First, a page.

We're special, we who were abused as kids. We survived. Serious high-fives to every one of us. I know it wasn't easy, this surviving. Here's what I know:
It wasn't your partner's fault. They were a kid. It is never, ever a child's fault.
They aren't damaged, they were wounded -- and there's a difference.
They have infinite value.
They are lovable, and loving.
They have such tremendous courage.
I felt, as a child, a teenager, and then early adult that I had been plucked from a different planet and placed on earth. I walked around inside a body, but the core of me, all that was me, knew I carried the weight of the shame of our family. I was borderless, lost inside myself and knew with certainty, no one could possibly understand.
So I compensated. I became proficient at many things: pianist, guitarist, singer, equestrian, pilot, college student. Between my time in Africa and America I managed a medical station in the bush, held down two jobs in college, kept tabs on my far flung sisters, got hooked on the idea of love, married and had two children. Yet always -- always I looked over my shoulder wondering who would expose me to be a fraud... damaged, perhaps beyond repair.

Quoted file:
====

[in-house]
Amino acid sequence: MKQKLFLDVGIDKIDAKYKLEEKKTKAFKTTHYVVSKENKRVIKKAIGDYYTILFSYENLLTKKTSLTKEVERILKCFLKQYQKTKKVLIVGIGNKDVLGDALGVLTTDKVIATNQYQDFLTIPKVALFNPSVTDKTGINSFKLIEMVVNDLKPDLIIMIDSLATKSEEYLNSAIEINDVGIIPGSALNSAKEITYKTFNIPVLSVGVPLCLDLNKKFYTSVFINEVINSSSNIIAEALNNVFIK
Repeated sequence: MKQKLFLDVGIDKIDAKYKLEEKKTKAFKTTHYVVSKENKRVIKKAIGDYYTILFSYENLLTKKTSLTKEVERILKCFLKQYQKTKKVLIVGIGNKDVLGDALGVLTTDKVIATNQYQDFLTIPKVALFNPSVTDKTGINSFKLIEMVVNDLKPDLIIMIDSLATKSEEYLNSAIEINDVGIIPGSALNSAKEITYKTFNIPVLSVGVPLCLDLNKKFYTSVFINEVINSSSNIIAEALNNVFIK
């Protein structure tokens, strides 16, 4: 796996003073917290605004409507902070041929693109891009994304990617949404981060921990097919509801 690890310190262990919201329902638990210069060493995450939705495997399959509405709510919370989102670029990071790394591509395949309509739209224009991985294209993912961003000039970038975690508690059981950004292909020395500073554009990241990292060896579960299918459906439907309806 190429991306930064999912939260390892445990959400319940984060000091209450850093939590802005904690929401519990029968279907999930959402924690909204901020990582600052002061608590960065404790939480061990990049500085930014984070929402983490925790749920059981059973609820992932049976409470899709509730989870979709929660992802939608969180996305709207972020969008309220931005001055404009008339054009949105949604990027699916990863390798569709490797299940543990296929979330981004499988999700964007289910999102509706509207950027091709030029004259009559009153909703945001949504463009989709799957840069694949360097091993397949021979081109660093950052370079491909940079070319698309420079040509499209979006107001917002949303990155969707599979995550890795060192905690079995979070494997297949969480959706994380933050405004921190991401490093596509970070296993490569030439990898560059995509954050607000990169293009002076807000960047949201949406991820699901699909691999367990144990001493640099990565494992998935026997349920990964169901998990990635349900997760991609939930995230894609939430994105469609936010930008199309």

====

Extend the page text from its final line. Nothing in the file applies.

It took a jolt of reality, seeing my own children at risk, for me to embark on the voyage to emotional health. Healing takes time and tremendous effort; to dismantle the voices of the past, to embrace the truth that who I am now, the loving and lovable person that is me, is me because of my past.
My husband says I'm exotic, inclusive of strikingly, excitingly, and mysteriously unusual. How loving is that? Our life together has not been just peaches and cream. He has unwittingly bumped up against a vulnerability of mine that required caring discussion. He has had to learn what can trigger PTS in me. And I have had to learn to talk about it. I'm fond of saying "I flunked Mind-Reading 101." So did he. He can't know these tender spots if I don't tell him.
So, here are a few ideas for a spouse or partner.
- Accept your partner for who she/he is. You fell in love with this person. Their depth is so much more than you understood when you met them. They survived, able to love.
Your acceptance of her/his unique mosaic will confirm their newfound belief about their worth. Every time your spouse smiles, each time she/he is tender with words, a touch, or a special expression they are showing their trust in you. Since trusting again is one of the biggest hurdles your survivor faces, celebrate that gift. You are loved by a courageous, fascinating, multi-faceted work of art. Know that your partner lives in gratitude for the safety that is you.
Laura would love to hear from you here, or at www.lauralandgraf.com.